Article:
Social Equity through Education and Knowledge Sharing

With the gap between rich and poor ever widening, how can this be resolved?

Education gives access to a wider variety of better paid jobs, but getting access to better education can be difficult.

“There aren't many people who are poor because of their lack of ability. ... The wealth gap leads to an opportunity gap in education, university admissions and career advancement. Like this, the education gap repeats itself again and again. … The poor have less time to study than the rich, often because they need to work more, have less money for tutoring and after-school classes, go to less-qualitied schools, and even suffer discrimination. Wealthier students can just focus on studying and hire individual tutors to get better grades. They have the resources to get extra help and usually learn above their grade level.”

- Jee Won Eva Paik, South Korea

 

Both Jee Won Eva Paik and Oufan Hai (Singapore), have put themselves forward as volunteer tutors to less affluent students, either one-to-one or via video platforms. They recognise that this would benefit them too – an incentive for them to learn subjects well, achieve school volunteer credits or projects, and have also found that this interaction alters their perceptions of others.

““One’s greatness is measured by one’s kindness.” Joining a charity organisation to tutor the needy children may not seem like a feat, but it changes the lives of the tutees.”

- Oufan Hai, Singapore

 

Alice Min Seo Kim (South Korea), is raising awareness of poverty and child labour amongst her friends and family.

“Have you ever heard about the child Iqbal? … He worked in a carpet factory since he was 4 years old, working more than 10 hours everyday in a small, unclean place. He worked but was paid only 22 cents. He became so exhausted that he finally decided to escape from the factory…”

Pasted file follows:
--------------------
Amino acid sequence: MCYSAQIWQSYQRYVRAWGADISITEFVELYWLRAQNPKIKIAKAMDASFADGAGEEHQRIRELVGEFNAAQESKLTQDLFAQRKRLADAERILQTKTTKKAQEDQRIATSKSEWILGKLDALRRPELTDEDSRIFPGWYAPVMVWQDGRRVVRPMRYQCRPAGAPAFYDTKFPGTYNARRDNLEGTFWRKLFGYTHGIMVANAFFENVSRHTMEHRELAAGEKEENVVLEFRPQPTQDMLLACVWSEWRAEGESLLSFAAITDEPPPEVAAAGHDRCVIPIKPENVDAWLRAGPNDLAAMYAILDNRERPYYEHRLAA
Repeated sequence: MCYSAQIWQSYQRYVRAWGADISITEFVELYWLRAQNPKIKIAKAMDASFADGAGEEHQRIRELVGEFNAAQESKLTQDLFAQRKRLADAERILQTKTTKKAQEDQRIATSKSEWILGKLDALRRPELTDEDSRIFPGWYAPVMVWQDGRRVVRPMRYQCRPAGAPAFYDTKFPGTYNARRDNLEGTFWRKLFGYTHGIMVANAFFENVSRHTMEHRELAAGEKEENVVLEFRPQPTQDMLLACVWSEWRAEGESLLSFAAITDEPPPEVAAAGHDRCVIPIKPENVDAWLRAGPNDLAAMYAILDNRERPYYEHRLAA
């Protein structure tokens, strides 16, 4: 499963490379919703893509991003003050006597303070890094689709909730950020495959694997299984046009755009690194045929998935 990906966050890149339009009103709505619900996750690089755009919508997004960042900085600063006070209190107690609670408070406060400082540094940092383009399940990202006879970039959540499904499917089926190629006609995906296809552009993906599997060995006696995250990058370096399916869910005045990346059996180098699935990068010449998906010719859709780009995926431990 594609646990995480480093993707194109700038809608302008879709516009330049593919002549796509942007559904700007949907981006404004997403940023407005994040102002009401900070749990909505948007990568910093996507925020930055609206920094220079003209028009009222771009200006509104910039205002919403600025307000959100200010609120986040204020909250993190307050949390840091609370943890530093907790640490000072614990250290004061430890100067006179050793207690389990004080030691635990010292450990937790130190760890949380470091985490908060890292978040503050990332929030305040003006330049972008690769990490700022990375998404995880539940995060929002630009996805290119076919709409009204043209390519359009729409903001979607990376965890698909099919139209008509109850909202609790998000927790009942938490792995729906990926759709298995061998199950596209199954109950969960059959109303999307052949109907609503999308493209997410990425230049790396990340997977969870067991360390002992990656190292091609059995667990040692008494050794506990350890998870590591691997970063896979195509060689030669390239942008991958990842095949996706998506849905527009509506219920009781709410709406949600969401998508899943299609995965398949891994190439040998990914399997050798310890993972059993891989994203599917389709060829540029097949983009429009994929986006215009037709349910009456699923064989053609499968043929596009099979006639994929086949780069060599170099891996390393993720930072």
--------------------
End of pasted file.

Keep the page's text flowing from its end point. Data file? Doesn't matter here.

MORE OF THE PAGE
“People around me don’t know enough about child labor. If I ask them about, “Do you know how serious child labor is?”, they answer that it is not happening a lot, so they don’t think it’s a big problem. But it isn’t true, there are tons of children laborers in most poor countries. Also, people do not know that some objects they use, and food that they eat are made by children laborers. Chocolate is one example of it. A lot of children work days and nights in cacao farms. We eat chocolate and say it’s delicious and sweet, but children who work all day at cacao farms had never eaten a piece of chocolate. The problem can’t be solved if people are not aware of the seriousness of child labor.”

- Alice Min Seo Kim, South Korea

 

Kelerayani Vorakitaki (Fiji), offers us the perspective of a less wealthy student and the hope of a better life, for all her family, through her education.

“We don’t have electricity supply at home. … I had exam next day and my father had to go fishing in the night. He took benzene light with him and there was no way I could study without it. Then, my mom made a kerosene lamp of a coco tin. She lit it up, so that I could study. I can still remember how she used to say that I am her light and that I am the one who will bring changes in the family.”

““Education is the key to success”, my teachers tell us every day. It is the way to fight poverty. I make sure that I study hard and make maximum use of whatever resources I have available around me. … I am aiming to get scholarship for higher studies. As soon as I start working, the first thing I will do is shift my family to a better place where there is access to better facilities such as road, water supply and electricity. That will be a better place for my family. My siblings won’t have to struggle the way I do. They won’t have to study in that kerosene lamp. My dad won’t have to walk miles for drinking water. And most of all, my mum won’t have to beg money again.”

- Kelerayani Vorakitaki, Fiji

 

It is important that not just individuals but whole communities are lifted out of poverty. In the Philippines, an inspirational social science professor declared:

“This university is funded by the public so we can use our education to help the country. But many of our graduates forget this the moment they get their diplomas. Instead of helping the country’s poor, they work in foreign lands to get high wages. They use their education to enrich themselves. And when they return to the Philippines, they are quick to complain that the country remains poor! Ask yourselves, what have you done to help the country? And who will help the country’s poor when all of you are gone?”